Susan Wallace
Special to The Union

Commentary: Plan ahead to avoid abandoned pets

What do Lil Girl, Red, Homer, Stan and Oso all have in common?

Each dog was abandoned by an owner with an unrealistic expectation that someone would adopt an older dog past his or her “prime.”

Several had loving owners who died without a plan to care for their beloved pet, so a family member or neighbor took the dog to a local shelter and hoped for the best.

That leads to the purpose of this article: Please make concrete plans for when you are no longer able to care for your dog, cat or other family pet. Get a family member or friend’s agreement to care for your beloved animal.

Leave written instructions where they can be easily found in case of an emergency situation.

Scooter’s Pals has rescued a number of dogs that were taken to shelters because the animals’ guardians had not gotten around to making plans.

Lil Girl’s owner died. She was left all alone in the home and someone came by to give her food every few days. She is now in a Scooter’s Pals foster home, thriving and happy.

Stan was left to die at the Stockton shelter by someone who didn’t want to be bothered by an old chow/shepherd mix who was slow to get up and down, but not ready to leave this world quite yet.

He died after living his last eight months with a woman who, with her dogs, was his everything.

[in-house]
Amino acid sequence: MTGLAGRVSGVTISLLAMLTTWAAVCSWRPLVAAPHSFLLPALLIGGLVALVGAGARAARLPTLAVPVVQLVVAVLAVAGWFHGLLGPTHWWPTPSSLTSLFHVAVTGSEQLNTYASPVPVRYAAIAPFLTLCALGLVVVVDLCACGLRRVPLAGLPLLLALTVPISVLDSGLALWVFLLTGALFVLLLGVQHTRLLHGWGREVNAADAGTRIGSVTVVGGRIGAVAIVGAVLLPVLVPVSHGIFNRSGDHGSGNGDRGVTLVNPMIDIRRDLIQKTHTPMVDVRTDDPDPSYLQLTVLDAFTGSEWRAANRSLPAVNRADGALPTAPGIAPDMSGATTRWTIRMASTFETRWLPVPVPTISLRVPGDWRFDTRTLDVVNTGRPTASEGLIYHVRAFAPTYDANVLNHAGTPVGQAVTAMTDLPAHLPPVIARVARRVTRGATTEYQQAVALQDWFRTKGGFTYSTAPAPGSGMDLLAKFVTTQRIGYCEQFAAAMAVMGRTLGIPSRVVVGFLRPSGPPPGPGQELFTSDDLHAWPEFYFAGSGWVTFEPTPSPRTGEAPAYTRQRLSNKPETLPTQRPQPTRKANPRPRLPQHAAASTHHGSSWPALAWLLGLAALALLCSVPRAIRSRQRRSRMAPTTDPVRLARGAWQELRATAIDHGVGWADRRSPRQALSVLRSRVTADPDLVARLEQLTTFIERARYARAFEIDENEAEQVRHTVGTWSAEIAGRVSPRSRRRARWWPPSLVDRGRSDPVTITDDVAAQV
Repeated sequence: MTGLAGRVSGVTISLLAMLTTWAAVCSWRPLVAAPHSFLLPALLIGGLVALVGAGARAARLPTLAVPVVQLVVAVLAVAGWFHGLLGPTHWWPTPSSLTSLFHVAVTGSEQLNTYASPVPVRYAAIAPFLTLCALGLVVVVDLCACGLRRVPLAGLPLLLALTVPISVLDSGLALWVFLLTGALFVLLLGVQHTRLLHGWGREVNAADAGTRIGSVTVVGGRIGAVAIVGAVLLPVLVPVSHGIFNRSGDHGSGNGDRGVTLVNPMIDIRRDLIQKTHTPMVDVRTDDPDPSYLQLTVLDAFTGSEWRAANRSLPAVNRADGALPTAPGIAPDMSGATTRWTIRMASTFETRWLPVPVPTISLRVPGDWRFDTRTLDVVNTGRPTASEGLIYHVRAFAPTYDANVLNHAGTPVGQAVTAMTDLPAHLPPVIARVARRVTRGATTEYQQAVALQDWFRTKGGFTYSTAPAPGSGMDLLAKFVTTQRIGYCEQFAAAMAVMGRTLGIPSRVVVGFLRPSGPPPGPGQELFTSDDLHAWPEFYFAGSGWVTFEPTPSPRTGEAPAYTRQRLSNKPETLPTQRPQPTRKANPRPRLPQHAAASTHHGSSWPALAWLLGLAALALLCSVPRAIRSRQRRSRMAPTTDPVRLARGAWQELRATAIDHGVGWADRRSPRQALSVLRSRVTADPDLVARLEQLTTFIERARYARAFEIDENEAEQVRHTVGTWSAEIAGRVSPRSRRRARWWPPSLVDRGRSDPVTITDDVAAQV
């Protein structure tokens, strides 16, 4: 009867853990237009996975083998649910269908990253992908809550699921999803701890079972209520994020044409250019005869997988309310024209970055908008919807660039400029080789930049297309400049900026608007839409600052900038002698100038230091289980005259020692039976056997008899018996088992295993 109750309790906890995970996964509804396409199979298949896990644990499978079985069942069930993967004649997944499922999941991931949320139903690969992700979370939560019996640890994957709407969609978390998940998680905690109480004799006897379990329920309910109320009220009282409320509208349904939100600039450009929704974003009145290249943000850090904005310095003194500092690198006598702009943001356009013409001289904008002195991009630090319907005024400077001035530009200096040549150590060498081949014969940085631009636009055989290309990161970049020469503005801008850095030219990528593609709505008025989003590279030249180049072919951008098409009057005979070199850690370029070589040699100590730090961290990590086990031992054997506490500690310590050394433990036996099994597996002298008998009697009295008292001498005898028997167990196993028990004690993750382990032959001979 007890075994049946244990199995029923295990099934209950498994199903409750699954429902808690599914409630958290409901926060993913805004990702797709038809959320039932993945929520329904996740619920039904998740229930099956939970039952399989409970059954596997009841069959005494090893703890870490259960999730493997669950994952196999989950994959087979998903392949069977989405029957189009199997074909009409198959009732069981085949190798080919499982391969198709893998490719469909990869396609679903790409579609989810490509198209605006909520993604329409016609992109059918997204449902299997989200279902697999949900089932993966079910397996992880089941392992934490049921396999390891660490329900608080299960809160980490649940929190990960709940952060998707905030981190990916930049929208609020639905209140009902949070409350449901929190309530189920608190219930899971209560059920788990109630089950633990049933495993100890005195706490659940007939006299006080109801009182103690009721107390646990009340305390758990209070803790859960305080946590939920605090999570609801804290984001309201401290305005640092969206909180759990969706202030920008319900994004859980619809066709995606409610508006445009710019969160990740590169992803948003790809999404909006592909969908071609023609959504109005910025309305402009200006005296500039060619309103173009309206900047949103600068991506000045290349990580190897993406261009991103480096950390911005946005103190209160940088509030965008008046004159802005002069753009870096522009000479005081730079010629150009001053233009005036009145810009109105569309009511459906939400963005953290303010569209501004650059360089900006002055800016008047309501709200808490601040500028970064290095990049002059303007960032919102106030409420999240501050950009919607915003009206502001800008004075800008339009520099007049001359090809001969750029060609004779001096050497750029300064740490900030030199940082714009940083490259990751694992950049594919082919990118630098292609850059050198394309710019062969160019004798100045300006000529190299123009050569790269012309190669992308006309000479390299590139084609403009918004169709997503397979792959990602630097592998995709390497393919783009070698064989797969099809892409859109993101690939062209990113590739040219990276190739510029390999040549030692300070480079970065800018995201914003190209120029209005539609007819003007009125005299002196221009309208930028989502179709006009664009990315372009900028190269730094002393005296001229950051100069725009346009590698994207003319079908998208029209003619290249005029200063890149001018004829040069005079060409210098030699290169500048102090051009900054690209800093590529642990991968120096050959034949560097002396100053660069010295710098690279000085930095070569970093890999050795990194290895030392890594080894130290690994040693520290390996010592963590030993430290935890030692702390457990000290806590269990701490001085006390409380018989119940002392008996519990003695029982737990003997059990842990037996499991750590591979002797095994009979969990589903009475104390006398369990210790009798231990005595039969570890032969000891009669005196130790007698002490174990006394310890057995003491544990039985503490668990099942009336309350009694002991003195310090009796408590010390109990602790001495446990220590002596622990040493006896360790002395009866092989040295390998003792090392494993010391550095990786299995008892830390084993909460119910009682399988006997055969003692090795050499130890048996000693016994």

Red was left tied to a tree in front of the Sacramento County shelter one rainy, cold, winter night.

A shelter volunteer called me and said, “If I bring him in here, he’ll never make it to the adoption floor because he’s an older dog and blind.”

Red lived out his last year in a Scooter’s Pals foster home and gave as much joy as he was given by this lovely family.

Homer’s owner died of cancer last year without plans for him; his ex-wife found us by sheer luck.

A wonderful retired woman in Nevada City carpeted her wooden floors so this old chow can easily traverse her stairs to sleep with her and her other dog each night. He is happy and doing well.

Oso is in a forever foster home in Nevada County with a wonderful family who cares for him and loves him. A Scooter’s Pals benefactor will cover his vet bills for the remainder of his sweet senior life.

These senior dogs are the lucky ones. Scooter’s Pals saved them from death row and placed each one in a loving foster home until we could find a solid forever home.

Each of these dogs is proof that saving older dogs is possible, even while helping less challenged, younger dogs get out alive and into good homes.

Many dogs don’t find a Scooter’s Pals, and their fate is not a good one.

You can change that for your own pet. Give this issue some thought, reach out to your family and close friends who know how much your animal means to you.

Susan Wallace, retired attorney and founder of Scooter’s Pals, drafted many victim rights statutes and stronger criminal law statutes during her professional career. Scooter’s Pals, an all-volunteer dog rescue, has saved more than 1,800 dogs from death since 2008. Find out more about Scooter’s Pals at www.scooterspals.org or www.facebook.com/scooterspals. Contact Susan Wallace to learn more about fostering a pet, donating to the nonprofit organization or helping in other ways, at 530-350-2099.


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The Union Updated Feb 20, 2014 09:10PM Published Feb 20, 2014 09:10PM Copyright 2014 The Union. All rights reserved. This material may not be published, broadcast, rewritten or redistributed.